DULUTH— The St. Louis County Board, on Tuesday, tabled action on a proposal to allow refugee resettlement after a flood of opposition, mostly from residents in rural parts of the county. The …
DULUTH— The St. Louis County Board, on Tuesday, tabled action on a proposal to allow refugee resettlement after a flood of opposition, mostly from residents in rural parts of the county. The decision came on a 4-3 vote that divided Duluth area commissioners from those representing more rural parts of the county. It came after three hours of public testimony that was largely in favor of the proposal.
Fourth District Commissioner Paul McDonald voted along with his northern commissioners in supporting Commissioner Keith Nelson’s motion to table. The county board is expected to take up the issue once again at a board meeting set for May 26 in Buhl, just five days before a deadline set for approving possible resettlement. McDonald said he wanted more time to explain the proposal to his constituents. “We have taken over 200 phone calls in opposition at our office,” said McDonald, “not to mention the emails.”
McDonald said it’s important for county residents to recognize that “nothing has changed” and there’s no reason to expect any refugees will be resettled in the county any time soon. “We’ve had no refugee resettled in the county since 2011,” he said.
According to McDonald, longstanding rules in place for refugee resettlement require the presence of a resettlement agency within 50 miles of the new residence of a refugee. McDonald noted that the closest such agency is currently in the Twin Cities, which all but eliminates the possibility of refugee resettlement in the county.
As such, the proposal to allow resettlement was largely symbolic, and was made in response to a recent executive order by President Trump that requires states and counties across the country to approve resettlement in order for any new refugees to be relocated within their borders. Many critics of the plan see it as an electoral strategy for President Trump, designed to stir up anti-refugee sentiment to turn out votes for Trump in November.
“I think that we’re following Trump’s agenda to divide communities, to divide counties, to divide states, and divide the country,” said Orlyn Kringstad, Tower’s mayor, who spoke as a citizen during public input at Tuesday’s meeting. Kringstad said he has a long history of working with refugees during his prior career in the nonprofit sector and found the experience to be “99-percent positive.”
“Many refugees are highly entrepreneurial, and typically create jobs rather than cost jobs,” said Kringstad, who added that he was extremely disappointed in the board’s decision.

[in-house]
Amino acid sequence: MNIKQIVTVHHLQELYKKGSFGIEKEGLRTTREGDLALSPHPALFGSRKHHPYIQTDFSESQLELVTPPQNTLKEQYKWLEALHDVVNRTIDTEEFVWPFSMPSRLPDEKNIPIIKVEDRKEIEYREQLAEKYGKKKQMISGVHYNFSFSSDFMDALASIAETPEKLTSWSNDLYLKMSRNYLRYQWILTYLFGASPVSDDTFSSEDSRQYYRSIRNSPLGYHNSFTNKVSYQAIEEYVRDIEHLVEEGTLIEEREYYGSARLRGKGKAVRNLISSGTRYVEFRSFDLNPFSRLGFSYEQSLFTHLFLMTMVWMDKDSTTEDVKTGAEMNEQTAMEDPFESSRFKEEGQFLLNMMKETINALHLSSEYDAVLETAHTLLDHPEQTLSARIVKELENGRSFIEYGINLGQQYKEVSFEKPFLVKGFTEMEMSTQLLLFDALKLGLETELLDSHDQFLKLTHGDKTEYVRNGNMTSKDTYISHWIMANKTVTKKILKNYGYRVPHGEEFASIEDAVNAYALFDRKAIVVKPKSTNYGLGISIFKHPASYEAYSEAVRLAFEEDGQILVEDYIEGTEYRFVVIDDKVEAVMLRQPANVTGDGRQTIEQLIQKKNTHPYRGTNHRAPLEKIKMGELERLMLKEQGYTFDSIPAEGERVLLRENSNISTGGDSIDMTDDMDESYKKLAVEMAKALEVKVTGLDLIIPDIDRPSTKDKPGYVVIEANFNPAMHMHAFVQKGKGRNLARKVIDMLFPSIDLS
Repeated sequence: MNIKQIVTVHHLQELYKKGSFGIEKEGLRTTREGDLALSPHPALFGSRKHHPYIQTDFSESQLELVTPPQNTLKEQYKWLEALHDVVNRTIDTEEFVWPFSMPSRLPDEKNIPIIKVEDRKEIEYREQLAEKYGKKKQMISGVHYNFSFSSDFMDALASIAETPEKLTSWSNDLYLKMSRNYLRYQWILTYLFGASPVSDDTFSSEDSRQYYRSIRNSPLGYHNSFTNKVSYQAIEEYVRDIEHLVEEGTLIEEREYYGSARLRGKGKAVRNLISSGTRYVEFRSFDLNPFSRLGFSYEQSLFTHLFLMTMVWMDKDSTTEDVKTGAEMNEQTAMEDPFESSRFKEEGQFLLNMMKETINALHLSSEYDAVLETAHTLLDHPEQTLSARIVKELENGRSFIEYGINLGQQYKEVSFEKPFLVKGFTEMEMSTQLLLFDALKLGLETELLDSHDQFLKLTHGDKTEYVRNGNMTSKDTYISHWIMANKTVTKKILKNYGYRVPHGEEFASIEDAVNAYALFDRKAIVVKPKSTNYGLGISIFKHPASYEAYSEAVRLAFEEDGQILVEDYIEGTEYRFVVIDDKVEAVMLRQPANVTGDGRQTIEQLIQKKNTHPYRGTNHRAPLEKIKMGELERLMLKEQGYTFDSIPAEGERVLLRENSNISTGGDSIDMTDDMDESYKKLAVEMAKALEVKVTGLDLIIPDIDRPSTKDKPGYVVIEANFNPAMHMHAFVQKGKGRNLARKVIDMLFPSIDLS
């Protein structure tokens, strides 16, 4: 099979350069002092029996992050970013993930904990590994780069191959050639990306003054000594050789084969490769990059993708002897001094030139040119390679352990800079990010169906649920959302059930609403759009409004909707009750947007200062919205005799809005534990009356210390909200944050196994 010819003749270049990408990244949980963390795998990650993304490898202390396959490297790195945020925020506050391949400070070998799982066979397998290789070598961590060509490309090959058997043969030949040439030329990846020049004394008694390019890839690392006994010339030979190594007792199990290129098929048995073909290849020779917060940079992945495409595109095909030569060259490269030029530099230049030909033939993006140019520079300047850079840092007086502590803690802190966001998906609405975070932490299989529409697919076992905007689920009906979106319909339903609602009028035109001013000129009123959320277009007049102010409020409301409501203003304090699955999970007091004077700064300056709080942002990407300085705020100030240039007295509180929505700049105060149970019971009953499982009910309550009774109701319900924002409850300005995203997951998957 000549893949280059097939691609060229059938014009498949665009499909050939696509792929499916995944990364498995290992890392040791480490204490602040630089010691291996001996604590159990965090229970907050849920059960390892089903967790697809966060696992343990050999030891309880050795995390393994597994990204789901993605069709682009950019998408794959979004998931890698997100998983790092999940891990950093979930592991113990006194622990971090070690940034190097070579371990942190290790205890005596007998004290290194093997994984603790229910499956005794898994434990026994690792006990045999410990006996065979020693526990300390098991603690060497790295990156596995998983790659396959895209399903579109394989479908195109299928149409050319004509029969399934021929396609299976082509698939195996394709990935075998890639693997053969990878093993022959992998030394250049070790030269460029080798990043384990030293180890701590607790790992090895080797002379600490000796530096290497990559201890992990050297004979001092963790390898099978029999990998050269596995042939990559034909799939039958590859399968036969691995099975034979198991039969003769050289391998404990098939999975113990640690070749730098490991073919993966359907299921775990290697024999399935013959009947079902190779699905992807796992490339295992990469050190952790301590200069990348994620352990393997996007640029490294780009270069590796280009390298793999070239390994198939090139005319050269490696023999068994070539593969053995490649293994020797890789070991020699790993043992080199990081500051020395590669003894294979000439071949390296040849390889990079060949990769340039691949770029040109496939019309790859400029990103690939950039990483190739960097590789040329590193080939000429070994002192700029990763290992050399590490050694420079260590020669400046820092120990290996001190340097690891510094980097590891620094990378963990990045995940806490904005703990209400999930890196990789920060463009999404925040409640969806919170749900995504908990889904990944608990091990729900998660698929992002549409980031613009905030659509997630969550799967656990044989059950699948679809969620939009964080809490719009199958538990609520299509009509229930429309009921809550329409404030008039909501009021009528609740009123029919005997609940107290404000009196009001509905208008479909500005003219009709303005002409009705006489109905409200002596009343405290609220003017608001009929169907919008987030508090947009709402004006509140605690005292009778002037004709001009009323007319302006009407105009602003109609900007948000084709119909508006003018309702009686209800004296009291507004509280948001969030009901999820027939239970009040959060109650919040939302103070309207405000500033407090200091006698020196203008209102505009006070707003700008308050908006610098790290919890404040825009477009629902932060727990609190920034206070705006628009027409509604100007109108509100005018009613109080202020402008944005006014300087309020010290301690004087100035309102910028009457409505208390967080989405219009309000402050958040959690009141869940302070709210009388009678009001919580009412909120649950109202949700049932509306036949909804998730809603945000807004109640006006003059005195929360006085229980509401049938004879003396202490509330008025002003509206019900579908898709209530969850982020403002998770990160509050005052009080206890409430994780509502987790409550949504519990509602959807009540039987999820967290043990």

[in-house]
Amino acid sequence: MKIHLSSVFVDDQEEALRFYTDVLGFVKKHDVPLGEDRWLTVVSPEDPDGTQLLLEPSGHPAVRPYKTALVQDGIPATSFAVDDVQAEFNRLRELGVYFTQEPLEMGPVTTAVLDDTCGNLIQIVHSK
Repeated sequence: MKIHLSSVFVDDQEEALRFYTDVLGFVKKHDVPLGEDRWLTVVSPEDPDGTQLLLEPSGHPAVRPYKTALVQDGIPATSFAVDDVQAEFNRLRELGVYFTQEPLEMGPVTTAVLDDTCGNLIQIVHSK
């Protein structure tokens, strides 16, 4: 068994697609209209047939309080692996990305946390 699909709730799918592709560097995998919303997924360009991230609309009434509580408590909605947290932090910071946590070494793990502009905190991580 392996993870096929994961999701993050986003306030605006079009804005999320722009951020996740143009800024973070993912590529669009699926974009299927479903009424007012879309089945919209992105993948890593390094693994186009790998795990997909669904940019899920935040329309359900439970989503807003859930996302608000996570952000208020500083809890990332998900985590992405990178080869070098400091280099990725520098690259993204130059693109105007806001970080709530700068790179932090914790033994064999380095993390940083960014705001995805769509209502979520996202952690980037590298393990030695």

Others found irony in the timing of the vote, coming one year to the day after the death of longtime state representative and former St. Louis County Commissioner Tom Rukavina, who was outspoken in support of refugees. Shortly before his death, Rukavina penned a letter to the editor of the Timberjay that lauded the care that he received from recent refugees who cared for him as he battled a rare form of leukemia at the University of Minnesota Medical Center. More than one person made reference to Rukavina’s final political testament during comments to the board.
“It just showed how far apart people are with their understanding of the situation that refugees are in,” said Leah Rogne, a resident of Greaney who attended the board meeting to express her support for keeping the county open to refugees, as has long been the case. “These are some of the most vulnerable people in the world, some of the most highly-vetted people in the world, and often some of the best educated and ambitious people in the world. It struck me how afraid some people are, and their fear seems to trump all.”
McDonald said most of those who called his office were asking for more time to understand what the proposal actually involves. “That’s why I welcome the chance to talk about this,” he said. “We just need time to get the correct message out there. This just gives us some time to educate the constituency.”
The state of Minnesota has already indicated a willingness to continue to accept refugees, who are defined as individuals proven to be fleeing war or other forms of violence, famine, or natural disasters. The vast majority of refugees have been resettled in the Twin Cities metro region in recent decades, where resettlement organizations, often affiliated with religious institutions, are available to assist them.